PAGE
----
Thursday, February 19, 2009

Sderot as Tamar Boussi Reported From There











Sderot



as reported from Israel by Tamar Boussi

Portland's President of Portland-Ashkelon Sister City Ass.



Sasson Sara—Prime Minister of SderotEach of my 9 visits to Sderot has opened a new door, this trip was to be "man(or woman) in the street" interviews. As I walked the streets and discussed with residents how they felt and whether or not their lives had changed after "Operation Cast Lead", one name came up in nearly every conversation, Sasson Sara, referred to as the Prime Minister of Sderot.


Picture a small town General store where folks stop to get their cigarettes, soda pop, newspapers and magazines and by the way hang around to talk. The proprietor, a small, rumpled man of 58, a retired High School teacher and inheritor of his fathers’ small but busy, general store. Most of the people standing around or sitting on benches outside the entrance, were not there to buy but to talk and seek company. Conversations centered on the "מצב" (situation) until I introduced myself as from the United States. At that piece of information, to my surprise, everyone’s attention turned to two questions: first, what do I think of Barack Obama and one woman’s desire to know if he was as "hot" as he looks in pictures. Second, why didn’t George Bush release Jonathan Pollard, I was surprised at the emotion the subject injected into the conversation.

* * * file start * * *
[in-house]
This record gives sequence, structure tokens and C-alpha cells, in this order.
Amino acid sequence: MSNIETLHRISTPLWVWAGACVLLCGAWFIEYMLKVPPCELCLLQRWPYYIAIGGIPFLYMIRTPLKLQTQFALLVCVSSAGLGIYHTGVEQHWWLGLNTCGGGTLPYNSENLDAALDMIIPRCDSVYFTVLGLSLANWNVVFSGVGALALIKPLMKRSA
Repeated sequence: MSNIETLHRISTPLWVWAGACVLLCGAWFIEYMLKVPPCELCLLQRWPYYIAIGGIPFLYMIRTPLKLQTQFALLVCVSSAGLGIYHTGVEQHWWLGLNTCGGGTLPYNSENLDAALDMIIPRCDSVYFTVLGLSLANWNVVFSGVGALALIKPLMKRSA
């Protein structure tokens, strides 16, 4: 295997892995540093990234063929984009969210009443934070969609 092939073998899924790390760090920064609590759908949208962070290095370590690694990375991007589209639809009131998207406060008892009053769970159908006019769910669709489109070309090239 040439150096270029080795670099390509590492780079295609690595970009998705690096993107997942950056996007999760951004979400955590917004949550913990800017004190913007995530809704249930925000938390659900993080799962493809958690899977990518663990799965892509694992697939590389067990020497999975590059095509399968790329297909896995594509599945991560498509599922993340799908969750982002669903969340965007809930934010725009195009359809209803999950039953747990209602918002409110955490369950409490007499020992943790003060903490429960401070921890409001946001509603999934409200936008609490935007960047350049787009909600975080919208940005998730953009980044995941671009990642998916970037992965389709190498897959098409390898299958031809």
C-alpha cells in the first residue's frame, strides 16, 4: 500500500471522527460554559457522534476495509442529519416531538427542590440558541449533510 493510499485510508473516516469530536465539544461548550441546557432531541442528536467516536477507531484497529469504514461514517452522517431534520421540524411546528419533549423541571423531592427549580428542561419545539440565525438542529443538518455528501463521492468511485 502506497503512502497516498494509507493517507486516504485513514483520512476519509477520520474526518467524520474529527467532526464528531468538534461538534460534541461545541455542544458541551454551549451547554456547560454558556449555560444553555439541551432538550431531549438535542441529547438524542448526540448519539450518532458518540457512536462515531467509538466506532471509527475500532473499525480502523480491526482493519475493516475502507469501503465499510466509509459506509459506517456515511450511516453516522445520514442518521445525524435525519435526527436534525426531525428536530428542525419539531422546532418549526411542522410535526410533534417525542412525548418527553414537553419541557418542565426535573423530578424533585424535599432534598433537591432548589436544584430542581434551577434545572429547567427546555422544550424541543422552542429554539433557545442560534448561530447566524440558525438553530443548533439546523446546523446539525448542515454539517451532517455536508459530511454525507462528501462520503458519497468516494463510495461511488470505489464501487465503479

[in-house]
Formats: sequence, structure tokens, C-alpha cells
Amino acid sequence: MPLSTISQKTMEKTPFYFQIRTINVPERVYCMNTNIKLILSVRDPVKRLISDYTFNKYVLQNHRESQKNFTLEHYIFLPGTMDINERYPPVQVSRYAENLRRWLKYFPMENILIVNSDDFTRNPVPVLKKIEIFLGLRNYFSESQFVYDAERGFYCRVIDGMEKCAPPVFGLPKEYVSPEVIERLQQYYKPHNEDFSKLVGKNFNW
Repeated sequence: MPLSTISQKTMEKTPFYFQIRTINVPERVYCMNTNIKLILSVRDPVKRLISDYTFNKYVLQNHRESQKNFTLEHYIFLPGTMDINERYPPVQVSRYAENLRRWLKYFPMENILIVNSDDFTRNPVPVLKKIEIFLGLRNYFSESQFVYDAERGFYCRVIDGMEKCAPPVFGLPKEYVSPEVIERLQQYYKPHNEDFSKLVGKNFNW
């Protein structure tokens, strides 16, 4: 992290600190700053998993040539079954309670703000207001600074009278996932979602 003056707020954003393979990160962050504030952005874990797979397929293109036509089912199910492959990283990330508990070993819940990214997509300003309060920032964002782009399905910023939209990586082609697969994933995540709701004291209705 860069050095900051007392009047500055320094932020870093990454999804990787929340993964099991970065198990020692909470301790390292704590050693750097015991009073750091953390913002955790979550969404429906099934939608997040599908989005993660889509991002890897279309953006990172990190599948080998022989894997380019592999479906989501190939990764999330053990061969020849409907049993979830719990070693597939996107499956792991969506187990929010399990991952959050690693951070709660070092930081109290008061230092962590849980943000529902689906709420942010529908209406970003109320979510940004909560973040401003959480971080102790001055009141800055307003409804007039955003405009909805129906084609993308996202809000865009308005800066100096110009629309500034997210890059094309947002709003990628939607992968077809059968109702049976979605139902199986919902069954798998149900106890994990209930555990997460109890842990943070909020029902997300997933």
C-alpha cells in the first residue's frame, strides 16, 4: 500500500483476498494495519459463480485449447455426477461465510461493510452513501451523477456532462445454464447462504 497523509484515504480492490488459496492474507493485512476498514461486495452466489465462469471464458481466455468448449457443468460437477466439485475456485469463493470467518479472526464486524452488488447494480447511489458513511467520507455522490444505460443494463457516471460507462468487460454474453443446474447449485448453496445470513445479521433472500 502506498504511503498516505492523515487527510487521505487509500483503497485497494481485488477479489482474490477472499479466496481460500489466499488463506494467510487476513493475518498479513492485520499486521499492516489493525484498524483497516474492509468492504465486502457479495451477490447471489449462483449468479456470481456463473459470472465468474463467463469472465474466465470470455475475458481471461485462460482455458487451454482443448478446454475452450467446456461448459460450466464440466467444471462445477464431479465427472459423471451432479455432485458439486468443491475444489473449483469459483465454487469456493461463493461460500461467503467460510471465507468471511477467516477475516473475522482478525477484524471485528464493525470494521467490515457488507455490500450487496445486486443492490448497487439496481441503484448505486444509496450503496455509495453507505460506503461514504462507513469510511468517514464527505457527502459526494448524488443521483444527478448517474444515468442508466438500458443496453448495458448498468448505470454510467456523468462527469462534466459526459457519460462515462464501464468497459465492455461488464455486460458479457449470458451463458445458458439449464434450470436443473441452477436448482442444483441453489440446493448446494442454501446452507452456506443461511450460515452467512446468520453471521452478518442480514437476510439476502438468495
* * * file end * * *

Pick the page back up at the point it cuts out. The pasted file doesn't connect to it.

We settled into conversation, with people coming and going and all listening to Sasson Sara as though he was indeed the Prime Minister. After a very erudite lecture on the history of the area with particular emphasis on Suliman, questions about the U.S. began flowing from each of the listeners. Each question prefaced by a personal story. Lila, whose 6 month old baby trembles when the sirens go off, Sara, whose 3 children now sleep with their parents, out of fear of sleeping alone, Zahava’s daughters 14 & 18 are taken to Ashkelon twice a week for psychological counseling, when she can find transportation and get time off from her job to take them. Even the 18 year old cannot travel alone.

The questions that follow all begin with "why", not because they expect an answer, the answers are clear to them, but they need to be asked anyway. Why doesn’t the U.S. help get rid of Hamas? Why does the world blame us? Bush understood terror, so why didn’t he stop it? Yaacov, a divorced father with a 7 year old daughter stood up in disgust, asking "do you know how many houses we have built and rebuilt in this town? No one has the money to pay for this work and the government rarely helps and when it does it is slow and undependable", "Olmert (Prime minister Ehud Olmert) is more interested in getting his picture in the paper than helping the citizens of this country", his emotion flows over when I ask what he thinks should be done. "Carpet bomb the whole Gaza Strip, they asked for Hamas, let them pay the price" . A heated discussion breaks out. Some people agree, most say "we are Jews, we can’t turn into them". 100% agreement that Kadima can’t win in the upcoming election, nothing will change if they do. So much emotion has been expended in this outburst, a long, quiet pause in which Rivka a 49 year old grandmother is relieved that none of her children live in Sderot, but she won’t leave, this is her home. When I attempt to take her picture she says no, she is "embarrassed to be poor" because of the situation of her town. She wants to work but Sderot has a 50% unemployment rate.

Sasson ends the conversation "We (the west) sleeps while bandits enter our home, we sleep on, when we wake up it may be too late". "This is not Israel’s problem. It is between the Arabs and Iran. We know we will survive as a people but in what kind of a world?"
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